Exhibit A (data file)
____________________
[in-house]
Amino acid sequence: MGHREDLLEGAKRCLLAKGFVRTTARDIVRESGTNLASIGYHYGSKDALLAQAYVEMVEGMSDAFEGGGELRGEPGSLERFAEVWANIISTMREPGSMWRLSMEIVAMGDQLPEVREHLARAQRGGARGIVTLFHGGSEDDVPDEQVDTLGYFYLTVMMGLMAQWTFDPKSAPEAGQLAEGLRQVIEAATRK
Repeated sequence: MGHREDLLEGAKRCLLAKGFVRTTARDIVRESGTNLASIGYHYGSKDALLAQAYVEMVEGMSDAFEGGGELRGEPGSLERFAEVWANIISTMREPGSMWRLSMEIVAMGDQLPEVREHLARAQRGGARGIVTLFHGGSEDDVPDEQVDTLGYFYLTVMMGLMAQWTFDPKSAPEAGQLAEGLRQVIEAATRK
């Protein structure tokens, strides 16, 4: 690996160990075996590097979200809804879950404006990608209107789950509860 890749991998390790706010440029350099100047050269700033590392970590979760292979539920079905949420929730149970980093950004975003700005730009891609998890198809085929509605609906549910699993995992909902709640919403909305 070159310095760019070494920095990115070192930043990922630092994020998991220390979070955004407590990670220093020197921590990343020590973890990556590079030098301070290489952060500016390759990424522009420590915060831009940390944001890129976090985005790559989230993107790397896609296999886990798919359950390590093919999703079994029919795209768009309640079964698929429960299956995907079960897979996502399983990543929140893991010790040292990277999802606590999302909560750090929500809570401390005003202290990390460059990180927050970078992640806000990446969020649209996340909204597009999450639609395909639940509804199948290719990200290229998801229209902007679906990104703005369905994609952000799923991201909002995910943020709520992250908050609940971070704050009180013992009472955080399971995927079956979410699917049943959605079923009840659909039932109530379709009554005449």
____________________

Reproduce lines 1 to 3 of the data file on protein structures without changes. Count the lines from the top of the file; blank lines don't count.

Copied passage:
[in-house]
Amino acid sequence: MGHREDLLEGAKRCLLAKGFVRTTARDIVRESGTNLASIGYHYGSKDALLAQAYVEMVEGMSDAFEGGGELRGEPGSLERFAEVWANIISTMREPGSMWRLSMEIVAMGDQLPEVREHLARAQRGGARGIVTLFHGGSEDDVPDEQVDTLGYFYLTVMMGLMAQWTFDPKSAPEAGQLAEGLRQVIEAATRK
Repeated sequence: MGHREDLLEGAKRCLLAKGFVRTTARDIVRESGTNLASIGYHYGSKDALLAQAYVEMVEGMSDAFEGGGELRGEPGSLERFAEVWANIISTMREPGSMWRLSMEIVAMGDQLPEVREHLARAQRGGARGIVTLFHGGSEDDVPDEQVDTLGYFYLTVMMGLMAQWTFDPKSAPEAGQLAEGLRQVIEAATRK